Soy has been a hot discussion topic as there is conflicting information about soy and whether or not it is good to consume. The questions have been raised about the health and safety of what-was-considered a healthy food. To help clear up some confusion, here are a few things to bring to attention:
Background: Soybeans are legumes native to East Asia. Initially it was considered unfit for human consumption, but it was used for crop rotation as a method of fixing nitrogen to regenerate the soil. In the East Asian cuisines, the soybeans are fermented prior to moderate consumption into products, such as tempeh, miso, natto, and soy sauce. The reason for fermentation is that the process removes the toxins present in the plant and makes the nutrients in the beans available to the body. To simplify the process of preparation for soy consumption, after lengthy soaking and cooking, the beans were treated with nigari, a substance found in seawater, which resulted in tofu. When fermented soy foods are used in small amounts they help build the inner ecosystem, providing a wealth of friendly microflora to the intestinal tract that can help with digestion and assimilation of nutrients, and boost immunity.
With the industrialized processing, the food manufacturers were left with a lot of soy protein that they started adding to processed foods after they split the beans into two different food products: soybean oil and soy protein (i.e. soy protein isolate, soy protein concentrate, textured vegetable protein or hydrolyzed vegetable protein). These substances are included in majority of processed and fast foods (read the labels!).
Anti-Nutrients: Soy contains phytochemicals (phytates, enzyme inhibitors and goitrogens) that are toxic to the human body.They function as the immune system of the plant, offering protection from the radiation of the sun, and from invasion by bacteria, viruses, fungi, or foragers. All plants have some anti-nutrient properties, but the soybean plant is especially rich in these chemicals. That is why extensive preparation prior to consumption is essential.
Unfermented soy (whole soybeans, soy milk, soy chips, soy protein isolates, soy flour and other industrially processed products) has been linked to digestive distress, immune system breakdown, PMS, endometriosis, reproductive problems for men and women, allergies, ADD and ADHD, higher risk of heart disease and cancer, malnutrition, and loss of libido. Populations most at risk of experiencing the negative effects of unfermented soy are infants through soy baby formula, vegetarians with high soy protein intake, and pre- and menopausal women in search of symptom relief.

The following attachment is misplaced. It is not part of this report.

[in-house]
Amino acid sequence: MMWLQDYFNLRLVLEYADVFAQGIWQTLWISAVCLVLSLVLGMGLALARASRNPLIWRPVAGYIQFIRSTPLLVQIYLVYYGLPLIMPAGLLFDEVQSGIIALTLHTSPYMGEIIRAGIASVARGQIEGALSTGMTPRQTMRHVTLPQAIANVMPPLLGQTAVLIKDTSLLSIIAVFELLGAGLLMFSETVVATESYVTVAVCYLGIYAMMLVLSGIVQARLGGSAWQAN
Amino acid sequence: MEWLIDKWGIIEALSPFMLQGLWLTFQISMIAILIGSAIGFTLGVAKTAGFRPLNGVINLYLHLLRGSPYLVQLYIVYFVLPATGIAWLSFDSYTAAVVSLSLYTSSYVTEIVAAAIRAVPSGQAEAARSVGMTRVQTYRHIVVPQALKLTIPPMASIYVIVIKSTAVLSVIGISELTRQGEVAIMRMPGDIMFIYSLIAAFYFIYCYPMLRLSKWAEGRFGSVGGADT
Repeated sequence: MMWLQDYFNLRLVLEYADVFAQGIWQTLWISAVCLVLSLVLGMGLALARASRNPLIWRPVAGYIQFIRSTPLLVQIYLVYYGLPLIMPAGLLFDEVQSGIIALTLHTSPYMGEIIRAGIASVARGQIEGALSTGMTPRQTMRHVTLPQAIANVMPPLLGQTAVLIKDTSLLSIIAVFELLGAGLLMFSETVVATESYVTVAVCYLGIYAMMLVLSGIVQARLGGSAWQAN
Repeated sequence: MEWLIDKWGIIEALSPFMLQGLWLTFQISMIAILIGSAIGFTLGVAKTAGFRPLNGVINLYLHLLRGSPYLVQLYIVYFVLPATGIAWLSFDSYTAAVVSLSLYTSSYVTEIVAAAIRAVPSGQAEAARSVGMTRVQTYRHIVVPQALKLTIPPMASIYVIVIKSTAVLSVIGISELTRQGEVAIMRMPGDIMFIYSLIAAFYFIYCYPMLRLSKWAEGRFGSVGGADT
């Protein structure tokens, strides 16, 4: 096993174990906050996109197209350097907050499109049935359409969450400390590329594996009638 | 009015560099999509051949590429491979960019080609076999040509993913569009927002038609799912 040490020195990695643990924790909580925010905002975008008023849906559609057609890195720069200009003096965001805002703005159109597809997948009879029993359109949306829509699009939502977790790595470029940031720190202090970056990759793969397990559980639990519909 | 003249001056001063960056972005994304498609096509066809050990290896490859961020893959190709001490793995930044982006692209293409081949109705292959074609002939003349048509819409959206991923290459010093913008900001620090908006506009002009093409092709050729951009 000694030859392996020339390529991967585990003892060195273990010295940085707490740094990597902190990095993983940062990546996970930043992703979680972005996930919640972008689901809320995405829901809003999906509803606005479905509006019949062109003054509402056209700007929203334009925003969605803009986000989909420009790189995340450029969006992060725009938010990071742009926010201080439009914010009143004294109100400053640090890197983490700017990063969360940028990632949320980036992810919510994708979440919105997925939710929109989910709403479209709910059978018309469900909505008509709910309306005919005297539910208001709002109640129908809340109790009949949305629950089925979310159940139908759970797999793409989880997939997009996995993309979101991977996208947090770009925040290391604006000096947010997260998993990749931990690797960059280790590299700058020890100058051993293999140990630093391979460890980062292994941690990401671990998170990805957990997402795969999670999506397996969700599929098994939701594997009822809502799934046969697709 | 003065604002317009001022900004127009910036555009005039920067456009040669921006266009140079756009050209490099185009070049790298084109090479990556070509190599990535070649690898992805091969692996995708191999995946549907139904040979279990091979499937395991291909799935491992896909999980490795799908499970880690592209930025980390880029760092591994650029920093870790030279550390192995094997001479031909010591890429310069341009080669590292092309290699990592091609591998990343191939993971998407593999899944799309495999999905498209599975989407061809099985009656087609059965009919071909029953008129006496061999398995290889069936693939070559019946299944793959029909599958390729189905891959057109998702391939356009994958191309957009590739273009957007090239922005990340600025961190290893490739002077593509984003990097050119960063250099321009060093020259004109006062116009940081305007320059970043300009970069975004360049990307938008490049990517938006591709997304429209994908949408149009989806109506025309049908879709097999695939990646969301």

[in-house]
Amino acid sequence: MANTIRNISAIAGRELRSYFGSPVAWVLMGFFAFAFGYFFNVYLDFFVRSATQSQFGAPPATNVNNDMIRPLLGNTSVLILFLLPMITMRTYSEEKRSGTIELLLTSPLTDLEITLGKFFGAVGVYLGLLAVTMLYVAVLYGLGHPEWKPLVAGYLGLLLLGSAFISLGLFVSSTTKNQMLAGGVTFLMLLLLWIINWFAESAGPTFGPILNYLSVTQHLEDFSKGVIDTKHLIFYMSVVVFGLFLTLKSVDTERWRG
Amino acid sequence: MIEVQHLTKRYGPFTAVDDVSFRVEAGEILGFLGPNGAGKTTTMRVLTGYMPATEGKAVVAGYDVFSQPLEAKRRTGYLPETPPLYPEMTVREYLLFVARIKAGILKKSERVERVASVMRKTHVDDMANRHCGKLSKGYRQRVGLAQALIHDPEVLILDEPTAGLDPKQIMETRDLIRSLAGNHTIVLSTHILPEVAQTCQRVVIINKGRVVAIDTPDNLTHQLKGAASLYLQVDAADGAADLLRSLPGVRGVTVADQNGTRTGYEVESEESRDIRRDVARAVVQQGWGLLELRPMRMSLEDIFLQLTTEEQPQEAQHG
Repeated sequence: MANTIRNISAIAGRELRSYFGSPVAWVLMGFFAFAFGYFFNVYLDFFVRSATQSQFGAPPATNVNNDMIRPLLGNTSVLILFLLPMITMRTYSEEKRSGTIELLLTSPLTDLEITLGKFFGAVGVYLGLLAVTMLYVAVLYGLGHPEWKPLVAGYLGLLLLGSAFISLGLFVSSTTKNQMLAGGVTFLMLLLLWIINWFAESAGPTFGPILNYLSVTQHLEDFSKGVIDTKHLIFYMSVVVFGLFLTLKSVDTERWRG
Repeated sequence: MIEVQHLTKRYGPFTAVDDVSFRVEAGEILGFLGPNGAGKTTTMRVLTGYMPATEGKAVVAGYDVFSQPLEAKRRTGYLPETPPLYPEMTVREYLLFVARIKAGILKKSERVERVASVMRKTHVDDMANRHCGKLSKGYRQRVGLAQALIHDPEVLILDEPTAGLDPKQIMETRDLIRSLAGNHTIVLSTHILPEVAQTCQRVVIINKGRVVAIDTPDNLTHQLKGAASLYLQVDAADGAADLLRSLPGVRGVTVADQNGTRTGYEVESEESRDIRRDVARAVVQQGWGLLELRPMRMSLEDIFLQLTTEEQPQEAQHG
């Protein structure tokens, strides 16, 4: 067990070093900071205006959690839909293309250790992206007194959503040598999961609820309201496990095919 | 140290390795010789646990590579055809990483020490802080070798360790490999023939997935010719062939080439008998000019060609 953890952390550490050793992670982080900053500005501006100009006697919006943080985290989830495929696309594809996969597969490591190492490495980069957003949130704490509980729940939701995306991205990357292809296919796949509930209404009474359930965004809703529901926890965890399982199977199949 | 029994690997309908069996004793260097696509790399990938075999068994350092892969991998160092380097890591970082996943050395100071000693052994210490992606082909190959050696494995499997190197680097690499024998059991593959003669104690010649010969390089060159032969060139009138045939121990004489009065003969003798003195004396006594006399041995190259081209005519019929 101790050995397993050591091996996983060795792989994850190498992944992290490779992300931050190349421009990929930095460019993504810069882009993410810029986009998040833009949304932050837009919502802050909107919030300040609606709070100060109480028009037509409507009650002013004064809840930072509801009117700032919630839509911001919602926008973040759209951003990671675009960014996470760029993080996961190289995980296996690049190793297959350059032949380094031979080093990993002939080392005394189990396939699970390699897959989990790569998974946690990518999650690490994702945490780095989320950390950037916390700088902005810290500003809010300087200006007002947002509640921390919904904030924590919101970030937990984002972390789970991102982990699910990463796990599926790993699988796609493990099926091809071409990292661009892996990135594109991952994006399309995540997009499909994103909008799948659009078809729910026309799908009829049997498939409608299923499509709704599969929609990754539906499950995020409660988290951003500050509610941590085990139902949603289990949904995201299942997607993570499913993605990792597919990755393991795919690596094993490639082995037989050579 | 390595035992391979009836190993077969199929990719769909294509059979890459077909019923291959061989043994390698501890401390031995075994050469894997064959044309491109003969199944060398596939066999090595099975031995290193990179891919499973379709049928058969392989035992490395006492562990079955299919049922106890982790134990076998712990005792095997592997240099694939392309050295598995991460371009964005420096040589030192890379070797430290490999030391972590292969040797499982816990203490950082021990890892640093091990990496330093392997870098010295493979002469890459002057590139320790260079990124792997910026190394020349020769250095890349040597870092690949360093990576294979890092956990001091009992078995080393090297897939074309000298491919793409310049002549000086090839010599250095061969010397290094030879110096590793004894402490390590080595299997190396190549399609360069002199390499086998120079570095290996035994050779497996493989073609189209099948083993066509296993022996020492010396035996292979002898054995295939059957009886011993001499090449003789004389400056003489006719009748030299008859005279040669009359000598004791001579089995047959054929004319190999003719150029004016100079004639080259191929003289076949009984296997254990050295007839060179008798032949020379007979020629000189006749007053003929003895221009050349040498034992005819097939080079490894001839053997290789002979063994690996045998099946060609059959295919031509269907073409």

Phytates: Bind tightly to minerals in our digestive tract and can block absorption of zinc, copper, iron, magnesium and calcium. It has a particularly strong affinity for zinc, a mineral that supports wound healing, protein synthesis, reproductive health, nerve function, and brain development. Miso and tempeh have the lowest levels of phytates.
The enzyme inhibitors: Interfere with the process of digestive enzymes (amylase, lipase, and protease) and make the carbohydrates and proteins near impossible to digest completely. Incomplete digestion moves into the large intestine, causing discomfort and bloating, and can be even more difficult for people who have naturally low levels of digestive enzymes such as infants and elderly.
Goitorgens: Block the production of thyroid hormone and cause goiter formation. These are compounds known to make it more difficult for the thyroid gland to create its hormones. Low thyroid hormone levels will cause a reduced thyroid function with slow metabolism, low energy level, reduced heart rate, lack of oxygen in cells.
Also blocking thyroid production is genistein, an isoflavone found in soybeans. However, genistein also inhibits tyrosine kinases that is involved in the transfer of energy from one molecule to another, driving cell division, memory consolidation, tissue repair, and blood vessel maintenance and regeneration.
Aluminum: The highly industrialized processing of soy requires acid washing in aluminum tanks. The aluminum leaches into the final soy products that are sold for human consumption. Aluminum is toxic to our nervous system and kidneys, so avoiding all processed soy products is a good rule to follow.
Environmental Impact: The industrialization of soy production has led to genetic modification of the crops, which is unhealthy for human, animals, or the environment, deforestation and a need for large amounts of pesticides. GM-produced soy also increases the risk of soy allergies and intolerance. Large amounts of it have also been used as animal feed, increasing the need for antibiotics.
Remember: Reading the labels if buying packaged or processed foods is VITAL! Committing to prepare food at home in order to control the quality of the ingredients can be very helpful. If using soy, choosing organic, fermented soy products, such as miso, tempeh, and natto are the wisest options. Make sure when using these products to combine them with other whole foods!
Be healthy & happy, Dr. Tijana
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